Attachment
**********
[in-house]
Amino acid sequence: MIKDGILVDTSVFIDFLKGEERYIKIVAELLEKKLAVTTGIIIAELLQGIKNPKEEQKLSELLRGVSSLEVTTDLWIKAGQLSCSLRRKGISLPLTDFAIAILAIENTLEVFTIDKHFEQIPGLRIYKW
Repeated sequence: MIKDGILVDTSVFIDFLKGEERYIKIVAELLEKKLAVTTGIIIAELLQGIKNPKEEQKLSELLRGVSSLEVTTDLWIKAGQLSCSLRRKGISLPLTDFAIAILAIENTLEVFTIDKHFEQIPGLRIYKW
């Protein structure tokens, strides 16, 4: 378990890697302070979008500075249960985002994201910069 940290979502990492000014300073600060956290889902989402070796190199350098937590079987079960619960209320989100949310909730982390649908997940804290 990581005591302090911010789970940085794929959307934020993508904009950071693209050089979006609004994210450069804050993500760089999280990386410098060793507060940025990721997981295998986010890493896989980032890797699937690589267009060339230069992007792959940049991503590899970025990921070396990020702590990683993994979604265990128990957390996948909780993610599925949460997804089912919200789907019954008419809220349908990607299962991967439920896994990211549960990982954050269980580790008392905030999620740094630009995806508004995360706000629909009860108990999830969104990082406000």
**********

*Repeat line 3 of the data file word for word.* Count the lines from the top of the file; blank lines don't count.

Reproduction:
Repeated sequence: MIKDGILVDTSVFIDFLKGEERYIKIVAELLEKKLAVTTGIIIAELLQGIKNPKEEQKLSELLRGVSSLEVTTDLWIKAGQLSCSLRRKGISLPLTDFAIAILAIENTLEVFTIDKHFEQIPGLRIYKW